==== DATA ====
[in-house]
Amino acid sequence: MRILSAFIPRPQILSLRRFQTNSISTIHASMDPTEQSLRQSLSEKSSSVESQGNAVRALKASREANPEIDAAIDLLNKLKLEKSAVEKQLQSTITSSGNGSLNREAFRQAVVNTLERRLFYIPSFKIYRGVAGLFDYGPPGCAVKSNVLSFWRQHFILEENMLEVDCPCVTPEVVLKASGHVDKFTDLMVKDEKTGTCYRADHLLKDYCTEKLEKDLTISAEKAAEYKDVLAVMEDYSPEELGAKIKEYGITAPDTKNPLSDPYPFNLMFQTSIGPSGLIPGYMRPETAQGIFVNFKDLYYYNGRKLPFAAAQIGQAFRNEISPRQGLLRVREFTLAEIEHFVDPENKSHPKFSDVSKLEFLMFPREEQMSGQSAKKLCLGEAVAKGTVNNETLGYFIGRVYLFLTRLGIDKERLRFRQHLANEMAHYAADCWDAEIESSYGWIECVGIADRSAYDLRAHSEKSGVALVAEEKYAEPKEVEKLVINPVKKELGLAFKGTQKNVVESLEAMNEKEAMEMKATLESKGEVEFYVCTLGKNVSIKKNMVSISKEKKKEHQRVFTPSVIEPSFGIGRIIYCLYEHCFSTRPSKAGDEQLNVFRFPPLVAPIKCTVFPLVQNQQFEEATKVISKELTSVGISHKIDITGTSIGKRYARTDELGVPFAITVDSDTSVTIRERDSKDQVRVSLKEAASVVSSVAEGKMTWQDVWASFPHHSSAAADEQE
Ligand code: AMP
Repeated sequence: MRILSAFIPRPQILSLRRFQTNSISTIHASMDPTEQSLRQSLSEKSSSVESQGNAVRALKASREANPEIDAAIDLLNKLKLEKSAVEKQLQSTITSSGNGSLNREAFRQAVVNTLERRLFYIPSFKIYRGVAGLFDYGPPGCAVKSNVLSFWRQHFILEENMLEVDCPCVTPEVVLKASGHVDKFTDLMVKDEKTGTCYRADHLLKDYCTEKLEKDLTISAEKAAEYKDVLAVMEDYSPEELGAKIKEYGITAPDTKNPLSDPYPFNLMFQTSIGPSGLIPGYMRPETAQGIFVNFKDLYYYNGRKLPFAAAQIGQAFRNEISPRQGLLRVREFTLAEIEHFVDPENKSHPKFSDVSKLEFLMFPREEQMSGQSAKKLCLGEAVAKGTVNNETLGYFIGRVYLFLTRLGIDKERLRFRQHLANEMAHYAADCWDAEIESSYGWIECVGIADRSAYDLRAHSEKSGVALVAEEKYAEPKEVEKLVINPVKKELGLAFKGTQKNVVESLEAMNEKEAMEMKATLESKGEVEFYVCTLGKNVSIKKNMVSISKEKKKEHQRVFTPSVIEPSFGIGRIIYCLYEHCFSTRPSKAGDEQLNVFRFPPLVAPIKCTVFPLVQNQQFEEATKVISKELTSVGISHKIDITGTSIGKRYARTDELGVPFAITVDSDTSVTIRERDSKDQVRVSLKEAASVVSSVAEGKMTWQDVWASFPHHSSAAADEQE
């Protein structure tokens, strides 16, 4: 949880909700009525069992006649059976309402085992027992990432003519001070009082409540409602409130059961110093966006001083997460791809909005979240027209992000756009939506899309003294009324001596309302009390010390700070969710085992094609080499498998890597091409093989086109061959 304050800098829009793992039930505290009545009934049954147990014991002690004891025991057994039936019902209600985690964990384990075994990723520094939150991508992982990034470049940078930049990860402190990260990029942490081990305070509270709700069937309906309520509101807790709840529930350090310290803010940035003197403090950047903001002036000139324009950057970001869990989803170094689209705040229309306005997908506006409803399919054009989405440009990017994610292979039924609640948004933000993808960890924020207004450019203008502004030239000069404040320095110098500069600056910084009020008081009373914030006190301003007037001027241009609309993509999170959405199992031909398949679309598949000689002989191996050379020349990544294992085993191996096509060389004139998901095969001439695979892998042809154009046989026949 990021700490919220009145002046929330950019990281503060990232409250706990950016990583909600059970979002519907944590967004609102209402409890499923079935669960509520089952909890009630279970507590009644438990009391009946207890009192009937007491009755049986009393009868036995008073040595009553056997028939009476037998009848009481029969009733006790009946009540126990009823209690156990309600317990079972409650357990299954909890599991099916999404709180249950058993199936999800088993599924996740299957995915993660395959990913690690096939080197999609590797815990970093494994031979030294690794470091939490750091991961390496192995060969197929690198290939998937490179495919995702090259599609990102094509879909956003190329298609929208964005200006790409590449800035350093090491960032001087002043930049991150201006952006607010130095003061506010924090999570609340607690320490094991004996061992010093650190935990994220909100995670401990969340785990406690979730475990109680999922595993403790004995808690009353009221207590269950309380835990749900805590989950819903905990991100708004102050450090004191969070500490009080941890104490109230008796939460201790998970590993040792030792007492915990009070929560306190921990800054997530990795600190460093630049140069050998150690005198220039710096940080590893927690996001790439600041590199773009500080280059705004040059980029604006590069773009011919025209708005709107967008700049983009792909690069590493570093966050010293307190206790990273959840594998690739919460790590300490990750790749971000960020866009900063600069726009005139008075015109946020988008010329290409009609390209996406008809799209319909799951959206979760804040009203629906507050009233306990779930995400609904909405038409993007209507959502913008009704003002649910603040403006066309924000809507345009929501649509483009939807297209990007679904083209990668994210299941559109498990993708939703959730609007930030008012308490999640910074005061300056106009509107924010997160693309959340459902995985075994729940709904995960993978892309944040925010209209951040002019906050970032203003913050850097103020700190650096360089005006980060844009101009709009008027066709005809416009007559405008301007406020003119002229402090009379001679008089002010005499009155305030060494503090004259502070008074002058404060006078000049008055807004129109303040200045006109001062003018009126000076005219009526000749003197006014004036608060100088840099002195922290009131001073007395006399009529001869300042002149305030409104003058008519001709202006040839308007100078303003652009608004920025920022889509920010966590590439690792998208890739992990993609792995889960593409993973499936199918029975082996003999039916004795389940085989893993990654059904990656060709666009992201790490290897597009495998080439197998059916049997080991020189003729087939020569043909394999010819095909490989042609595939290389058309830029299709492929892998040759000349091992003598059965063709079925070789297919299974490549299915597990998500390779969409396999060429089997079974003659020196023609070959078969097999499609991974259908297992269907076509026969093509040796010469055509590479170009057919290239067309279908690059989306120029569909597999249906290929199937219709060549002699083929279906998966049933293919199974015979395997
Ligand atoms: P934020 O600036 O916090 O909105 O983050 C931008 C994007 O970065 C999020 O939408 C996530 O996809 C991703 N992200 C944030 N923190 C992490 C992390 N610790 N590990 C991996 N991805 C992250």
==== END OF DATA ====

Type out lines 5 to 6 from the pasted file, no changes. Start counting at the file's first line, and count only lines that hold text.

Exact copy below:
């Protein structure tokens, strides 16, 4: 949880909700009525069992006649059976309402085992027992990432003519001070009082409540409602409130059961110093966006001083997460791809909005979240027209992000756009939506899309003294009324001596309302009390010390700070969710085992094609080499498998890597091409093989086109061959 304050800098829009793992039930505290009545009934049954147990014991002690004891025991057994039936019902209600985690964990384990075994990723520094939150991508992982990034470049940078930049990860402190990260990029942490081990305070509270709700069937309906309520509101807790709840529930350090310290803010940035003197403090950047903001002036000139324009950057970001869990989803170094689209705040229309306005997908506006409803399919054009989405440009990017994610292979039924609640948004933000993808960890924020207004450019203008502004030239000069404040320095110098500069600056910084009020008081009373914030006190301003007037001027241009609309993509999170959405199992031909398949679309598949000689002989191996050379020349990544294992085993191996096509060389004139998901095969001439695979892998042809154009046989026949 990021700490919220009145002046929330950019990281503060990232409250706990950016990583909600059970979002519907944590967004609102209402409890499923079935669960509520089952909890009630279970507590009644438990009391009946207890009192009937007491009755049986009393009868036995008073040595009553056997028939009476037998009848009481029969009733006790009946009540126990009823209690156990309600317990079972409650357990299954909890599991099916999404709180249950058993199936999800088993599924996740299957995915993660395959990913690690096939080197999609590797815990970093494994031979030294690794470091939490750091991961390496192995060969197929690198290939998937490179495919995702090259599609990102094509879909956003190329298609929208964005200006790409590449800035350093090491960032001087002043930049991150201006952006607010130095003061506010924090999570609340607690320490094991004996061992010093650190935990994220909100995670401990969340785990406690979730475990109680999922595993403790004995808690009353009221207590269950309380835990749900805590989950819903905990991100708004102050450090004191969070500490009080941890104490109230008796939460201790998970590993040792030792007492915990009070929560306190921990800054997530990795600190460093630049140069050998150690005198220039710096940080590893927690996001790439600041590199773009500080280059705004040059980029604006590069773009011919025209708005709107967008700049983009792909690069590493570093966050010293307190206790990273959840594998690739919460790590300490990750790749971000960020866009900063600069726009005139008075015109946020988008010329290409009609390209996406008809799209319909799951959206979760804040009203629906507050009233306990779930995400609904909405038409993007209507959502913008009704003002649910603040403006066309924000809507345009929501649509483009939807297209990007679904083209990668994210299941559109498990993708939703959730609007930030008012308490999640910074005061300056106009509107924010997160693309959340459902995985075994729940709904995960993978892309944040925010209209951040002019906050970032203003913050850097103020700190650096360089005006980060844009101009709009008027066709005809416009007559405008301007406020003119002229402090009379001679008089002010005499009155305030060494503090004259502070008074002058404060006078000049008055807004129109303040200045006109001062003018009126000076005219009526000749003197006014004036608060100088840099002195922290009131001073007395006399009529001869300042002149305030409104003058008519001709202006040839308007100078303003652009608004920025920022889509920010966590590439690792998208890739992990993609792995889960593409993973499936199918029975082996003999039916004795389940085989893993990654059904990656060709666009992201790490290897597009495998080439197998059916049997080991020189003729087939020569043909394999010819095909490989042609595939290389058309830029299709492929892998040759000349091992003598059965063709079925070789297919299974490549299915597990998500390779969409396999060429089997079974003659020196023609070959078969097999499609991974259908297992269907076509026969093509040796010469055509590479170009057919290239067309279908690059989306120029569909597999249906290929199937219709060549002699083929279906998966049933293919199974015979395997
Ligand atoms: P934020 O600036 O916090 O909105 O983050 C931008 C994007 O970065 C999020 O939408 C996530 O996809 C991703 N992200 C944030 N923190 C992490 C992390 N610790 N590990 C991996 N991805 C992250």